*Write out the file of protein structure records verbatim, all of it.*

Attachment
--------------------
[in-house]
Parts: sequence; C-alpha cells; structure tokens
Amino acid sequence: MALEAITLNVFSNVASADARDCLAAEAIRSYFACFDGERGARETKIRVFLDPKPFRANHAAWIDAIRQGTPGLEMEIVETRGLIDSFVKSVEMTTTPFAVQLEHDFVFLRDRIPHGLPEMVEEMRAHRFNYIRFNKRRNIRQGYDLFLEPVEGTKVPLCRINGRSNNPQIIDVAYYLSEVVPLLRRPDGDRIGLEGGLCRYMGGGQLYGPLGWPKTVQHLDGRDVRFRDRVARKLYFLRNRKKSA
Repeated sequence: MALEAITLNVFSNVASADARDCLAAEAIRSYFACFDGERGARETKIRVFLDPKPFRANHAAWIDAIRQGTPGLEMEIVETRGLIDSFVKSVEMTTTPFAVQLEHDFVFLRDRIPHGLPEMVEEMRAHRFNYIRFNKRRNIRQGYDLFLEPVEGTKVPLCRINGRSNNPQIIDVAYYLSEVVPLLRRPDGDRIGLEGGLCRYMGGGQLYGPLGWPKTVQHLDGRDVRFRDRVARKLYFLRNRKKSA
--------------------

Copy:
[in-house]
Parts: sequence; C-alpha cells; structure tokens
Amino acid sequence: MALEAITLNVFSNVASADARDCLAAEAIRSYFACFDGERGARETKIRVFLDPKPFRANHAAWIDAIRQGTPGLEMEIVETRGLIDSFVKSVEMTTTPFAVQLEHDFVFLRDRIPHGLPEMVEEMRAHRFNYIRFNKRRNIRQGYDLFLEPVEGTKVPLCRINGRSNNPQIIDVAYYLSEVVPLLRRPDGDRIGLEGGLCRYMGGGQLYGPLGWPKTVQHLDGRDVRFRDRVARKLYFLRNRKKSA
Repeated sequence: MALEAITLNVFSNVASADARDCLAAEAIRSYFACFDGERGARETKIRVFLDPKPFRANHAAWIDAIRQGTPGLEMEIVETRGLIDSFVKSVEMTTTPFAVQLEHDFVFLRDRIPHGLPEMVEEMRAHRFNYIRFNKRRNIRQGYDLFLEPVEGTKVPLCRINGRSNNPQIIDVAYYLSEVVPLLRRPDGDRIGLEGGLCRYMGGGQLYGPLGWPKTVQHLDGRDVRFRDRVARKLYFLRNRKKSA